A Peep Around the Corner with Wavefront Shaping

A Peep Around the Corner with Wavefront Shaping

Researchers at Caltech have found a way to “unscatter” light reflected off randomized surfaces using wavefront shaping, which creates detailed images of what’s around any corner.
The ability to take a peek around the corner, before you get to that corner, would be a mighty useful trick for spies, rescuers, and self-driving cars. It’s not such a great feat if you know in advance the corner you hope to see past: just put some kind of lens or mirror there and bounce the light around the bend. But to see around any previously un-tinkered with corner, you’ll have to make do with what’s there, be it a wall, tree or post.
If that sounds impossible, it’s with good reason—it is. Or was. Now researchers at Caltech have found a way to focus scattered light to create detailed images of what’s around any corner.
“The wall introduced random phases on the light’s wavefront, meaning the phase of light is completely ruined by the wall. What we did is to compensate for that kind of random phase modulation,” said Ruizhi Cao, a graduate research assistant at the university’s Biophotonic Laboratory, and lead author of the paper “High-resolution Non-Line-of-Sight Imaging Employing Active Focusing,” which appeared in May in Nature Photonics.
Cao and his colleagues were able to “unscatter” light reflected off these randomizing surfaces using a technique called wavefront shaping. The technique has been around for more than a decade and involves adjusting the wave reflecting off a surface so that its light is no longer chaotic.
 “The only difference between a wall and a lens is that the lens is polished,” said Cao.
Wavefront shaping repolishes the light. But previous efforts depended on something called a guidestar. This is a simple point added to a surface that lets a system know how the light would be reflected if it weren’t being randomized—to better allow it to be unrandomized.

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But Cao wanted to be able to turn a rough surface into a lens without having to add a guidestar, so that he could see around any unprepared corner. His idea was to use the target object itself—the thing around the corner that you want to see—as a kind of guidestar.
His system, called UNCOVER (for Unseen Non-line-of-sight Casted Optical aperture Visibility Enhanced Return), bounces a laser off the wall at a corner to hit the target. On its return, the altered laser light tells the system what the wall’s surface is like. The reflective aperture made on the wall is first kept tiny so that the hidden target itself reveals the random phase modulation on that tiny aperture. Then, by synthesizing those smaller apertures into a larger aperture, more light is sent out to reshape the light coming from the wall, resulting in a high-resolution image of the hidden object.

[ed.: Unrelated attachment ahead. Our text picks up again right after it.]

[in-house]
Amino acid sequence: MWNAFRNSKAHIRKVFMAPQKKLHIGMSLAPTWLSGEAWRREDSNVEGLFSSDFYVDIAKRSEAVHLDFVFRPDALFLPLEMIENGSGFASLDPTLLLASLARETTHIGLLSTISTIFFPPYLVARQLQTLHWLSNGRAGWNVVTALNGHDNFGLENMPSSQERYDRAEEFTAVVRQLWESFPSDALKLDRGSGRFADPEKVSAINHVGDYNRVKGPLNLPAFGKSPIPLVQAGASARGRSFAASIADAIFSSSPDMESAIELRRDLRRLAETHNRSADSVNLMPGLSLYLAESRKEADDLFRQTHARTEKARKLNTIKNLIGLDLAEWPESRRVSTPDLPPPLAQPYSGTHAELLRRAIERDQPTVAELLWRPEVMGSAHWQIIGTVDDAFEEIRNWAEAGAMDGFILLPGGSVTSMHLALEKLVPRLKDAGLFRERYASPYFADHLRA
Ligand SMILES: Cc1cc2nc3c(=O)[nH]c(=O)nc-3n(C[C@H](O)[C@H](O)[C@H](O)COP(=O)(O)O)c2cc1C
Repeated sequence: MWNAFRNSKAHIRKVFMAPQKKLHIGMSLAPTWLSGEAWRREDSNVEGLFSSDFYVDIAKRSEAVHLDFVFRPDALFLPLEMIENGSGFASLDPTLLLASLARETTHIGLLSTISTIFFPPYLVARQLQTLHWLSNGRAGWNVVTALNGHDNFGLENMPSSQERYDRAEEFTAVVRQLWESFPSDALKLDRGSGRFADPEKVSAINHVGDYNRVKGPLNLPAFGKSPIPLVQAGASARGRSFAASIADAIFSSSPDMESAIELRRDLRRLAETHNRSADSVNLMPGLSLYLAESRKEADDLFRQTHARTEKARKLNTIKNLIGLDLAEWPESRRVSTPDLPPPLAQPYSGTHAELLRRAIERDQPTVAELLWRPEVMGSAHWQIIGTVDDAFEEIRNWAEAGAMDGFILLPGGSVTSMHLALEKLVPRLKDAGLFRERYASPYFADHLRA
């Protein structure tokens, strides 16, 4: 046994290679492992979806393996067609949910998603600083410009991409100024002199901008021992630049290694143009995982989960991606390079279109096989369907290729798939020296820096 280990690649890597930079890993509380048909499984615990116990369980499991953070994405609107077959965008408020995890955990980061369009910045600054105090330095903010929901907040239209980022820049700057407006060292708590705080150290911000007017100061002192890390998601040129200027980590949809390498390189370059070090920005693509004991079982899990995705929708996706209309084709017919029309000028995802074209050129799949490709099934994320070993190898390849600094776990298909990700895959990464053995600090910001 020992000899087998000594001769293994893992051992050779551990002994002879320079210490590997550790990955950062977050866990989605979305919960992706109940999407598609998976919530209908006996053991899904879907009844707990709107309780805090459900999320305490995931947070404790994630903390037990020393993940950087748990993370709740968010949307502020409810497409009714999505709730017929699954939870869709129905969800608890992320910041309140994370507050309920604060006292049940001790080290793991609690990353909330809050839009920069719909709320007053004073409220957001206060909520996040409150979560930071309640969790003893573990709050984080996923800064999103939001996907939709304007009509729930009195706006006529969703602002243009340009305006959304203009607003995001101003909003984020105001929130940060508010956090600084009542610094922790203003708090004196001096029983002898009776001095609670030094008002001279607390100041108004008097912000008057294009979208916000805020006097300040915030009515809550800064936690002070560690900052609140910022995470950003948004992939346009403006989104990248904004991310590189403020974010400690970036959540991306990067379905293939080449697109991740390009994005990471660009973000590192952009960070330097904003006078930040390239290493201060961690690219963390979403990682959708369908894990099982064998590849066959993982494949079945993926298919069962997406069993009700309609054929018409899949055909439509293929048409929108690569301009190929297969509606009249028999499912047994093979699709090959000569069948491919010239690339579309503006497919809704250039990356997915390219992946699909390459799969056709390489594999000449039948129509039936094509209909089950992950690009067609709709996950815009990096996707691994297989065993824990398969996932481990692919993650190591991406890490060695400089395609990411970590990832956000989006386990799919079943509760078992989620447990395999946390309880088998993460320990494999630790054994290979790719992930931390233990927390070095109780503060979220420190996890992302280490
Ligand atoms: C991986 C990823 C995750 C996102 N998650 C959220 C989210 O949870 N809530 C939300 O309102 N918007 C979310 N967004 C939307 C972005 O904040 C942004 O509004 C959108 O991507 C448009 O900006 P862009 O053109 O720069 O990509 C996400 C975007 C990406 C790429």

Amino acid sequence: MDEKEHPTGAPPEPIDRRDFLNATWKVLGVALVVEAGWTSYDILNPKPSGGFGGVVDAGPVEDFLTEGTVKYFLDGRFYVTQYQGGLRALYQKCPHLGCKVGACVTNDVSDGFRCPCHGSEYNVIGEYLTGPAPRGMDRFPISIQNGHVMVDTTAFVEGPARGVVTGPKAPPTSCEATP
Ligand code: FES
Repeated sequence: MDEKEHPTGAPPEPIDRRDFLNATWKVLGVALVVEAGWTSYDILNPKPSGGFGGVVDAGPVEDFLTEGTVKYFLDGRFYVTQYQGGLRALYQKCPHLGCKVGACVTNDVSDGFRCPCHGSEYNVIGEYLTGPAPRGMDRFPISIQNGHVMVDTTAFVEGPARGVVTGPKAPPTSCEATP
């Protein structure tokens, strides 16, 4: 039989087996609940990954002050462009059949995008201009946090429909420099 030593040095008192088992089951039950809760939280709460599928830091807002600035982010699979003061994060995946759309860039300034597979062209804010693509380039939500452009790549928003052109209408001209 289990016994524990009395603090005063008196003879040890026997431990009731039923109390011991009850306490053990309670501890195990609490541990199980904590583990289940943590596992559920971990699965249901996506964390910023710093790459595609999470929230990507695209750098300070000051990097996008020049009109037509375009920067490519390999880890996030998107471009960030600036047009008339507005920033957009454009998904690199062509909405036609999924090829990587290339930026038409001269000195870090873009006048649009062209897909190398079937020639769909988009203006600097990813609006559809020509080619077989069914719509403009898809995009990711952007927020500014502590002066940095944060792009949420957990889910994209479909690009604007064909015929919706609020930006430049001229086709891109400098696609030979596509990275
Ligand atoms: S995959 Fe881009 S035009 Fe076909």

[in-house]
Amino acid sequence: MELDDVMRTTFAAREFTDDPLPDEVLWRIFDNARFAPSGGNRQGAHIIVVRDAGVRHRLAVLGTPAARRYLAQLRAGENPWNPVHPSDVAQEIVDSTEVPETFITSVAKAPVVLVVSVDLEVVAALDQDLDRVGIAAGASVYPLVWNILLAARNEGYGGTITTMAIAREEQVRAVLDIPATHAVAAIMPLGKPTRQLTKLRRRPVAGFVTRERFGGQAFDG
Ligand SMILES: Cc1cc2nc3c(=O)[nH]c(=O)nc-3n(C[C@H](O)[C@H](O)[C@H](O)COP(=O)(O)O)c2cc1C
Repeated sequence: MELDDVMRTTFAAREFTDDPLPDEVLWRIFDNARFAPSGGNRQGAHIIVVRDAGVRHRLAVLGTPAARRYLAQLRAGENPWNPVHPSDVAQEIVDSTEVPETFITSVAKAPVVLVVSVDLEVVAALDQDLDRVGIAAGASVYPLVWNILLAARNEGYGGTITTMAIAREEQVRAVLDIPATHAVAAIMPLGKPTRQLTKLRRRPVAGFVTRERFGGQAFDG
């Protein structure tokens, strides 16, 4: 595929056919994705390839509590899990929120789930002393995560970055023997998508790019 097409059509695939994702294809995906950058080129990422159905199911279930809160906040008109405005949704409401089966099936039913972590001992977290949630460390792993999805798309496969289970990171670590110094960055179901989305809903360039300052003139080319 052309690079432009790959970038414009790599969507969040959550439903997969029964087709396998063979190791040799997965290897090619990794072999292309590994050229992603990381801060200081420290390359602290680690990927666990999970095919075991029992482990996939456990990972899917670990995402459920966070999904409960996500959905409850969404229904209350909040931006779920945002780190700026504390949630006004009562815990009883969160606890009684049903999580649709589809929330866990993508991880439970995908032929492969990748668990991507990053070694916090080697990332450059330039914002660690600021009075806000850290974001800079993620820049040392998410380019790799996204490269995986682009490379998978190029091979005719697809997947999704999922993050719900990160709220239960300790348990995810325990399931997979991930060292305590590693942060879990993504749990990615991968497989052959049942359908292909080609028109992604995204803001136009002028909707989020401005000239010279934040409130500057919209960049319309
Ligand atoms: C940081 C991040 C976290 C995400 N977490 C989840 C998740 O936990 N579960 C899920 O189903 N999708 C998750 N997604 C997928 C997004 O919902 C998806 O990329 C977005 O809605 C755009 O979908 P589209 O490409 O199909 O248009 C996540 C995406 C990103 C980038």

“For wavefront shaping, if the signals for extracting the light's wavefront are from an extended uniform object—say a large plate—then it was considered impossible to focus light onto the target with linear feedback,” said Cao. “When I first saw the image, I was truly amazed. It was like I had finally proved that our theory is correct.”

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But the path from this proof to a usable device is likely to be a long one. For one thing, the hidden objects that UNCOVER has uncovered have, so far, been two-dimensional and stationary. Adding a third dimension to what the system can see, and, ultimately, the ability to watch a moving object, are well within the realm of possibility with the support of more funding.
Once UNCOVER gets there, it could help cars know what’s approaching an intersection before they arrive, first responders could see around rubble after an earthquake, and soldiers would face fewer surprises when rounding a corner. But Cao has his sights set even further into the future.
 “We are interested in using this in a space mission,” he said. “You don’t know the environment when you first arrive on another planet. It might be hard for a rover to drive a long way to the position it wants. Using our technique, you just shine a light, and it will tell you what you will see after the wall.”
There’s plenty of work to be done before we get to regularly see around corners on this planet or any other. “I think from the theory to real implementation, there’s still a long way to go,” said Cao. “We still have a lot of technical challenges to figure out.”
Michael Abrams is a science and technology writer in Westfield, N.J.

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